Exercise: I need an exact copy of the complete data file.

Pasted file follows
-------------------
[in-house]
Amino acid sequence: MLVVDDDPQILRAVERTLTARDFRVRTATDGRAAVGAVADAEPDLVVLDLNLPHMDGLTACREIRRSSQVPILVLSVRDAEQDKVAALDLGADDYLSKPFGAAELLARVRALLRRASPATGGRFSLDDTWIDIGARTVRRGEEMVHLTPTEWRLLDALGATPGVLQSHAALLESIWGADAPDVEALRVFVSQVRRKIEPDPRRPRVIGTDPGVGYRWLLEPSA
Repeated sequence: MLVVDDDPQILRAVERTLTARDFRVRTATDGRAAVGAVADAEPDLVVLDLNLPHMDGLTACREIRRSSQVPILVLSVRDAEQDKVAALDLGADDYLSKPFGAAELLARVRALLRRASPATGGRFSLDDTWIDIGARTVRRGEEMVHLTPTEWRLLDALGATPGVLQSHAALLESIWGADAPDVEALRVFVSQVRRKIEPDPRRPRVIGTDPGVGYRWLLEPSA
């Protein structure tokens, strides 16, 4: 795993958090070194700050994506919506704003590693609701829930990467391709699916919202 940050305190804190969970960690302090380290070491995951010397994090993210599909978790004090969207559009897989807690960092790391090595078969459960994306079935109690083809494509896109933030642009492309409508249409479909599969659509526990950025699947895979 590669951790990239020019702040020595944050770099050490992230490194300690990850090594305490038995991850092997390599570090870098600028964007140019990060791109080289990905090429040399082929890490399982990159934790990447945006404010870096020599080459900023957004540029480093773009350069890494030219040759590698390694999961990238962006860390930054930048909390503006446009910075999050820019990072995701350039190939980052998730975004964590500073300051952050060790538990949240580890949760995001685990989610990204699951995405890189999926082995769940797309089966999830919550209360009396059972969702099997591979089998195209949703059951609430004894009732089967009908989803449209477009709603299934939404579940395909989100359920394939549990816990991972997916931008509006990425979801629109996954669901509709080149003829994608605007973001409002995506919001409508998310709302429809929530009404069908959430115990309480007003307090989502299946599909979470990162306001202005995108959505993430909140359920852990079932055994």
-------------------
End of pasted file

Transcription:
[in-house]
Amino acid sequence: MLVVDDDPQILRAVERTLTARDFRVRTATDGRAAVGAVADAEPDLVVLDLNLPHMDGLTACREIRRSSQVPILVLSVRDAEQDKVAALDLGADDYLSKPFGAAELLARVRALLRRASPATGGRFSLDDTWIDIGARTVRRGEEMVHLTPTEWRLLDALGATPGVLQSHAALLESIWGADAPDVEALRVFVSQVRRKIEPDPRRPRVIGTDPGVGYRWLLEPSA
Repeated sequence: MLVVDDDPQILRAVERTLTARDFRVRTATDGRAAVGAVADAEPDLVVLDLNLPHMDGLTACREIRRSSQVPILVLSVRDAEQDKVAALDLGADDYLSKPFGAAELLARVRALLRRASPATGGRFSLDDTWIDIGARTVRRGEEMVHLTPTEWRLLDALGATPGVLQSHAALLESIWGADAPDVEALRVFVSQVRRKIEPDPRRPRVIGTDPGVGYRWLLEPSA
């Protein structure tokens, strides 16, 4: 795993958090070194700050994506919506704003590693609701829930990467391709699916919202 940050305190804190969970960690302090380290070491995951010397994090993210599909978790004090969207559009897989807690960092790391090595078969459960994306079935109690083809494509896109933030642009492309409508249409479909599969659509526990950025699947895979 590669951790990239020019702040020595944050770099050490992230490194300690990850090594305490038995991850092997390599570090870098600028964007140019990060791109080289990905090429040399082929890490399982990159934790990447945006404010870096020599080459900023957004540029480093773009350069890494030219040759590698390694999961990238962006860390930054930048909390503006446009910075999050820019990072995701350039190939980052998730975004964590500073300051952050060790538990949240580890949760995001685990989610990204699951995405890189999926082995769940797309089966999830919550209360009396059972969702099997591979089998195209949703059951609430004894009732089967009908989803449209477009709603299934939404579940395909989100359920394939549990816990991972997916931008509006990425979801629109996954669901509709080149003829994608605007973001409002995506919001409508998310709302429809929530009404069908959430115990309480007003307090989502299946599909979470990162306001202005995108959505993430909140359920852990079932055994």